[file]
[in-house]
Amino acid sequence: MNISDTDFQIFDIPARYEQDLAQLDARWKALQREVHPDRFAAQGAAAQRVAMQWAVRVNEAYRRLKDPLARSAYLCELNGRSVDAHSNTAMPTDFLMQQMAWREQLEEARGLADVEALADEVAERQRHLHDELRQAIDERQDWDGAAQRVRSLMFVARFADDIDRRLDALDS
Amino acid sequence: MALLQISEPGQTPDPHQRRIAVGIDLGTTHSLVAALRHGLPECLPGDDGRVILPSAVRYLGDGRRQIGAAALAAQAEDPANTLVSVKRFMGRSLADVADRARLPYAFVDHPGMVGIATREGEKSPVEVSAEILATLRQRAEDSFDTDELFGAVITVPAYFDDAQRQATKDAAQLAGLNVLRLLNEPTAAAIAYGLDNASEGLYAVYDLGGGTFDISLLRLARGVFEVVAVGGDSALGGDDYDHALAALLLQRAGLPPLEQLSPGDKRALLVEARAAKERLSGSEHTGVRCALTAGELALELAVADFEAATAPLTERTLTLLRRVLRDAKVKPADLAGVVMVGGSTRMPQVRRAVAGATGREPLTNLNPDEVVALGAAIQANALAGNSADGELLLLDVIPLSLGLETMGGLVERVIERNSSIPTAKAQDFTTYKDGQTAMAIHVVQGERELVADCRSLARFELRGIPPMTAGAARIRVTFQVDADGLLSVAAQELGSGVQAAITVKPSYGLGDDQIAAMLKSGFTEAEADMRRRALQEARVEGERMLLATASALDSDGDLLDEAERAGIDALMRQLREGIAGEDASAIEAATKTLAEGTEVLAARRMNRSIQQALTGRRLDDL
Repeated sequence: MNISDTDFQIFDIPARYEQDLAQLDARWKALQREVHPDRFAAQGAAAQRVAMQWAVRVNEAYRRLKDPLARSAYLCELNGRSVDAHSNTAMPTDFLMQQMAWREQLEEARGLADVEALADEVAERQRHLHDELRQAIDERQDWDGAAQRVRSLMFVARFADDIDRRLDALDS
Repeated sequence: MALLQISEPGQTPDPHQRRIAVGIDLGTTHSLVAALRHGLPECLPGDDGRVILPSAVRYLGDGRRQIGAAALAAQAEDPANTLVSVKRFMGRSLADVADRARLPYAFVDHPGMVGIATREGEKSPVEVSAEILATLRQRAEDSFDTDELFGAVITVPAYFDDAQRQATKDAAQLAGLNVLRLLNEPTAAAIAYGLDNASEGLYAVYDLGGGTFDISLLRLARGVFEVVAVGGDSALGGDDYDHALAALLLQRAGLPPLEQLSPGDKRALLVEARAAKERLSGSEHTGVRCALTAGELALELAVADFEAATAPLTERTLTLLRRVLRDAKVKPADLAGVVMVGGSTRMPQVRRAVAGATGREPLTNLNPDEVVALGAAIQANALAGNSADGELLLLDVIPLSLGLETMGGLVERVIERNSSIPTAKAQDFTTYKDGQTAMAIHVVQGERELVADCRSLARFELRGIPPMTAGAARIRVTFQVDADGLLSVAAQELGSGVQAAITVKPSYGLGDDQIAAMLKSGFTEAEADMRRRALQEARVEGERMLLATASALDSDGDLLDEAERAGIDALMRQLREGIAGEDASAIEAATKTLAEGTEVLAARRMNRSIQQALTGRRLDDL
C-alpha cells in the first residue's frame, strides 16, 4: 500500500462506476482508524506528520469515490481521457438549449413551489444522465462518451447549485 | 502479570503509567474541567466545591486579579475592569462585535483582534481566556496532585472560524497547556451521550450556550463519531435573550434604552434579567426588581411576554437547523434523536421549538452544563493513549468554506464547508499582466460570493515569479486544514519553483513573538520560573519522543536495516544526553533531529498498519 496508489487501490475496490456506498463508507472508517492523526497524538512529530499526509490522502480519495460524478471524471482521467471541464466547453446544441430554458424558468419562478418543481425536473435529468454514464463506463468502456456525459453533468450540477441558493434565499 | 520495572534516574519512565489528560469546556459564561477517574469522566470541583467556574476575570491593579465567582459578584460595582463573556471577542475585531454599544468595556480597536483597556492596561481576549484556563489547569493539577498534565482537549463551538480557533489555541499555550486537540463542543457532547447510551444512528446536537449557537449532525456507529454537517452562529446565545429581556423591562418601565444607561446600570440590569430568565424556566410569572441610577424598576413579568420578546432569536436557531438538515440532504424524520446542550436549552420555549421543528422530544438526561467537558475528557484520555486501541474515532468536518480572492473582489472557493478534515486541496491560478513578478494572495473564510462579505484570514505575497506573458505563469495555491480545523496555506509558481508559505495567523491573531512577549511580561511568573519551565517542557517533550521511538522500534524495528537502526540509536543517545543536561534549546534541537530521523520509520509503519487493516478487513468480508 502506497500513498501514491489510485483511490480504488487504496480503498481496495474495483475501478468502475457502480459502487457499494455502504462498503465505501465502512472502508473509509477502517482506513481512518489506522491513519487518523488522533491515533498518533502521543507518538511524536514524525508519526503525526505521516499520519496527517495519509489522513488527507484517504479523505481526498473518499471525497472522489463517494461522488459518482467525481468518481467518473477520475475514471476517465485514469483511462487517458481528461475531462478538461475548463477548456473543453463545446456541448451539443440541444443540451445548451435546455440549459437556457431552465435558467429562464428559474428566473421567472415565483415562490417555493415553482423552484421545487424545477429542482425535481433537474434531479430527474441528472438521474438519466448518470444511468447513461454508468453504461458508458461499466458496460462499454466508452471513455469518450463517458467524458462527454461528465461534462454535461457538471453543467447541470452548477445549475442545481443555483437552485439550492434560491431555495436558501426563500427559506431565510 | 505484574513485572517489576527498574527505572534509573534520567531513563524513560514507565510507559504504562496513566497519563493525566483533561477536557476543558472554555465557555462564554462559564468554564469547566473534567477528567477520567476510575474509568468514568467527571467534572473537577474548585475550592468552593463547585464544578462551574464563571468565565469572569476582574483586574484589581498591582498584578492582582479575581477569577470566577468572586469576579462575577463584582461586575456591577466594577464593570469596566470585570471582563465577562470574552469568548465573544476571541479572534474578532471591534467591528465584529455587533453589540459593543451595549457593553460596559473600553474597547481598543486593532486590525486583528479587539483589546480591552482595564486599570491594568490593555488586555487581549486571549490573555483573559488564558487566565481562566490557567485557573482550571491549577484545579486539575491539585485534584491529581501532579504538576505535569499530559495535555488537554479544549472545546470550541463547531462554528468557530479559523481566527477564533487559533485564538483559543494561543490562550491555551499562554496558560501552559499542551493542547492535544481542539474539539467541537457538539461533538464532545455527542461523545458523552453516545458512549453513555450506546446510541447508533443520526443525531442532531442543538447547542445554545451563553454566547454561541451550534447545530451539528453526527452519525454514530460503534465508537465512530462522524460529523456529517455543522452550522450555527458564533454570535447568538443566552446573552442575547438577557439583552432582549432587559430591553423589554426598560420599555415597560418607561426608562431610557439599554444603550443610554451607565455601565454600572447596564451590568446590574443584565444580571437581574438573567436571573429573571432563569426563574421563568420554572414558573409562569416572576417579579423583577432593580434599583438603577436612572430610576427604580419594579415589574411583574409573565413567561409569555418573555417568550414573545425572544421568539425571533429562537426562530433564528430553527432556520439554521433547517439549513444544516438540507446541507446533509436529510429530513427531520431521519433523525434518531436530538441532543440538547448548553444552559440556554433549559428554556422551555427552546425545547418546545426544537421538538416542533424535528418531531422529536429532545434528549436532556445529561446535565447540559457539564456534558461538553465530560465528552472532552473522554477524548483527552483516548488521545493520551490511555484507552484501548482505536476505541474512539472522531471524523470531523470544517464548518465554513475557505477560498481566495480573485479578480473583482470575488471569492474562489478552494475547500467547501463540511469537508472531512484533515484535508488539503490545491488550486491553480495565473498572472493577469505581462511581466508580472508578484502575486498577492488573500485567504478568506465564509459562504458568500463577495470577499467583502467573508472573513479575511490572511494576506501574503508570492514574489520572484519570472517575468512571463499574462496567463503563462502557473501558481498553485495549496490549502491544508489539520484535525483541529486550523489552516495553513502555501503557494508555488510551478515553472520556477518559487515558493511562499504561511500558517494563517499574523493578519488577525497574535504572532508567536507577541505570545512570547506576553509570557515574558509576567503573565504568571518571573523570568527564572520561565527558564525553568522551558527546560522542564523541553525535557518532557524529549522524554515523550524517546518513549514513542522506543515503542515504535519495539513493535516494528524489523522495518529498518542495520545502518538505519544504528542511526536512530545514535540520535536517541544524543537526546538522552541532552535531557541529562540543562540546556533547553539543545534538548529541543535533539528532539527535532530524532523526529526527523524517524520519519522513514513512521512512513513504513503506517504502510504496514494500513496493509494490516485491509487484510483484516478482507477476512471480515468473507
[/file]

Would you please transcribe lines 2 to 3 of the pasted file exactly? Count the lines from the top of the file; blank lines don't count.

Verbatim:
Amino acid sequence: MNISDTDFQIFDIPARYEQDLAQLDARWKALQREVHPDRFAAQGAAAQRVAMQWAVRVNEAYRRLKDPLARSAYLCELNGRSVDAHSNTAMPTDFLMQQMAWREQLEEARGLADVEALADEVAERQRHLHDELRQAIDERQDWDGAAQRVRSLMFVARFADDIDRRLDALDS
Amino acid sequence: MALLQISEPGQTPDPHQRRIAVGIDLGTTHSLVAALRHGLPECLPGDDGRVILPSAVRYLGDGRRQIGAAALAAQAEDPANTLVSVKRFMGRSLADVADRARLPYAFVDHPGMVGIATREGEKSPVEVSAEILATLRQRAEDSFDTDELFGAVITVPAYFDDAQRQATKDAAQLAGLNVLRLLNEPTAAAIAYGLDNASEGLYAVYDLGGGTFDISLLRLARGVFEVVAVGGDSALGGDDYDHALAALLLQRAGLPPLEQLSPGDKRALLVEARAAKERLSGSEHTGVRCALTAGELALELAVADFEAATAPLTERTLTLLRRVLRDAKVKPADLAGVVMVGGSTRMPQVRRAVAGATGREPLTNLNPDEVVALGAAIQANALAGNSADGELLLLDVIPLSLGLETMGGLVERVIERNSSIPTAKAQDFTTYKDGQTAMAIHVVQGERELVADCRSLARFELRGIPPMTAGAARIRVTFQVDADGLLSVAAQELGSGVQAAITVKPSYGLGDDQIAAMLKSGFTEAEADMRRRALQEARVEGERMLLATASALDSDGDLLDEAERAGIDALMRQLREGIAGEDASAIEAATKTLAEGTEVLAARRMNRSIQQALTGRRLDDL